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Sunday, August 5, 2012

Corrections : 

Dictionary - a book, optical disc, mobile device, or online lexical resource containing a selection of 
the words of a languagegiving information about their meanings, pronunciations, etymologies, 
inflected forms, derived forms,etc., expressed in either the same or another language; lexicon; glossary. 
Print dictionaries of various sizes, ranging from small pocket dictionaries to multivolume books,
 usually sort entries alphabetically, as do typical CD or DVD dictionary applications,
 allowing one to browse through theterms in sequence. 

Those things called dictionaries are a writer's friend - they are what can spare a reader's eyes from the pain of stumbling over grammatical and spelling errors. However, for those writers who type on the computer there's that little button with 'ABC' with a small check mark on it? Well, that there is called spell-check. It'll even say 'Spell-Check' if you scroll over it with your mouse. 

Now, I understand when you have typos while you're just skimming over what you've written, but if you're writing is nearly illegible and even you are having a hard time reading it? Well you have to know that your readers, if they can't read it, will put your book down after a couple sentences.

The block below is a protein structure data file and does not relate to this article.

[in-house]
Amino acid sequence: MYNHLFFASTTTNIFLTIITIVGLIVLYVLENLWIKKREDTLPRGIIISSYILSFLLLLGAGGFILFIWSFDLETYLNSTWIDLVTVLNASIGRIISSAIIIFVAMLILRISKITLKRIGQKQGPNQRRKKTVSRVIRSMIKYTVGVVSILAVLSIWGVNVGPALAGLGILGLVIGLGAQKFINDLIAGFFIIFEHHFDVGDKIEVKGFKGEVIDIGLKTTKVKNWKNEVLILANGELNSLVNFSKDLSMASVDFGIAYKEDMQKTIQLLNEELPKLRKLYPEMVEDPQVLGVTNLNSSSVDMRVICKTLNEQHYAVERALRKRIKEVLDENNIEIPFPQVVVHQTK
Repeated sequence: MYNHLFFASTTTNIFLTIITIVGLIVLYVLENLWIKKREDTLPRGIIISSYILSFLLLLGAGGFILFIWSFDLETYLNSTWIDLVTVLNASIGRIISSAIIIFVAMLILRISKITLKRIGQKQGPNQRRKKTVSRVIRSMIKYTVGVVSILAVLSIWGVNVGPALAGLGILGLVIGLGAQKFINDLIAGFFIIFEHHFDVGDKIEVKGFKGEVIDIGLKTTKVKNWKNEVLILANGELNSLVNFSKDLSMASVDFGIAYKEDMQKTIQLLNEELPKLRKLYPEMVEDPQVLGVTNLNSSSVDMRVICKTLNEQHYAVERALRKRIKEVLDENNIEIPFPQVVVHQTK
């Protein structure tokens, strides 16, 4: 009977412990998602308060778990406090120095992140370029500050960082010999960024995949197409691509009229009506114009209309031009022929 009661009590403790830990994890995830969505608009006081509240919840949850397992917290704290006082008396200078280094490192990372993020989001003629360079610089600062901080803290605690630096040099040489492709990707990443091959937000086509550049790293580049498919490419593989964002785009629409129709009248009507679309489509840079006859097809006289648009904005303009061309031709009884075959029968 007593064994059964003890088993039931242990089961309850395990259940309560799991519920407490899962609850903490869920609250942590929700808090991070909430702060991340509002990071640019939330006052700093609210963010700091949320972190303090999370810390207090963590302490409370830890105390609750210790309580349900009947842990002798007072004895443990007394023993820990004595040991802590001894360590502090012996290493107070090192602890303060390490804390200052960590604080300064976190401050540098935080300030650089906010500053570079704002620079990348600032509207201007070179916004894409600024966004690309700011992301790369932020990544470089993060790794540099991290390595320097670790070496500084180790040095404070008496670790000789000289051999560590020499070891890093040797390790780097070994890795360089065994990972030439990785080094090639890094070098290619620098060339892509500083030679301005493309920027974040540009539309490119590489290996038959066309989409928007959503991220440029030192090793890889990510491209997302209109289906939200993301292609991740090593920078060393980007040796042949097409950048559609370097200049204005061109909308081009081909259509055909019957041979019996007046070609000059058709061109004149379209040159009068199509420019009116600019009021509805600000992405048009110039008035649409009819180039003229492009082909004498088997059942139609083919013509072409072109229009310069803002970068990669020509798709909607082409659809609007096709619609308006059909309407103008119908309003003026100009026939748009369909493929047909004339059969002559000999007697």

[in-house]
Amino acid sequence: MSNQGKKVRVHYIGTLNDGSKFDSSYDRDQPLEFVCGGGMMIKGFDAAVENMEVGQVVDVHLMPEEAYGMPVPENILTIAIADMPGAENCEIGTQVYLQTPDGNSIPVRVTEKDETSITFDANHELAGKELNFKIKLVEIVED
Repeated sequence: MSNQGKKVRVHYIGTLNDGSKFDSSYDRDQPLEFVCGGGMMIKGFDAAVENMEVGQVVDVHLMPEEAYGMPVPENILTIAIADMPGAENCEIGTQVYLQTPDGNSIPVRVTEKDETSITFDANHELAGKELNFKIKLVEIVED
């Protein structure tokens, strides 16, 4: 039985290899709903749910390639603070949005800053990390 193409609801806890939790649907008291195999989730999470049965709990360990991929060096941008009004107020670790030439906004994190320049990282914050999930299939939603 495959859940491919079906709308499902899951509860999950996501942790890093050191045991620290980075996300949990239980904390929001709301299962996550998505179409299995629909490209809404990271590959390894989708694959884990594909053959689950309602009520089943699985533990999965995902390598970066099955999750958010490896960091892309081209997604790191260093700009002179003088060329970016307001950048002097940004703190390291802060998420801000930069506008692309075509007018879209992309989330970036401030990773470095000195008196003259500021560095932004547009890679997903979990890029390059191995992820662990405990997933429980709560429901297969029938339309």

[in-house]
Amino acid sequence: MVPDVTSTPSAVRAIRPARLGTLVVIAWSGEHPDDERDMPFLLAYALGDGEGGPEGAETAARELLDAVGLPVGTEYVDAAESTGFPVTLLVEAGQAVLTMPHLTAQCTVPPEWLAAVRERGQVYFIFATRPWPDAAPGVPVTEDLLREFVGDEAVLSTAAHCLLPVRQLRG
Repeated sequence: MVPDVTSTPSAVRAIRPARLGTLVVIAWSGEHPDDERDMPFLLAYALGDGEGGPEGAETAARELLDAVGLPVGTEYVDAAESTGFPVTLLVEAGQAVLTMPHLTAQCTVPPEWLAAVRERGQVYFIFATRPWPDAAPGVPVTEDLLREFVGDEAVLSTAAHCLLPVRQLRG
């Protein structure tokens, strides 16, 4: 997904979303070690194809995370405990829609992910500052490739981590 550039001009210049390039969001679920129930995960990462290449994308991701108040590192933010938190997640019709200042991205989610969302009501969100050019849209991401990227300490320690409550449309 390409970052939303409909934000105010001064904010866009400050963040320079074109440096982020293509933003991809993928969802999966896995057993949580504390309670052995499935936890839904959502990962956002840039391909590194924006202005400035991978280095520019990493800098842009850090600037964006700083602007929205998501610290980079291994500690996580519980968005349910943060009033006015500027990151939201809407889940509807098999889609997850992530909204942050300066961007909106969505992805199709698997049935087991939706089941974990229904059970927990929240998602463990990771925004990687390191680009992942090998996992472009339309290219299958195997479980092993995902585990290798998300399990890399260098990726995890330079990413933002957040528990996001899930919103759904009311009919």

It's common courtesy to correct your work before you ask anyone to read it, even if you have an editor correcting it for you. At least save them some hours on deciphering your text. 

Here are a few rules to follow : 
  • Text-talk : if you are a writer and use text-talk (i.e. how r u 2day?) in your writing, then please don't quit your day-job my friend. 
  • 5 misses : if you have more than five miss-spellings on a single page (which counts as a lot) you honestly can't claim that you "didn't see them", however, whoever is reading your text may as well know it's true considering you probably didn't read your text beforehand. 
  • Read it : your text is meant to be read - so read it yourself and find whatever errors you can before handing it off to someone else. It'll save them a bit of work.
  • Homophones : know the difference between "their", "they're", "there", "to", "two" and "too".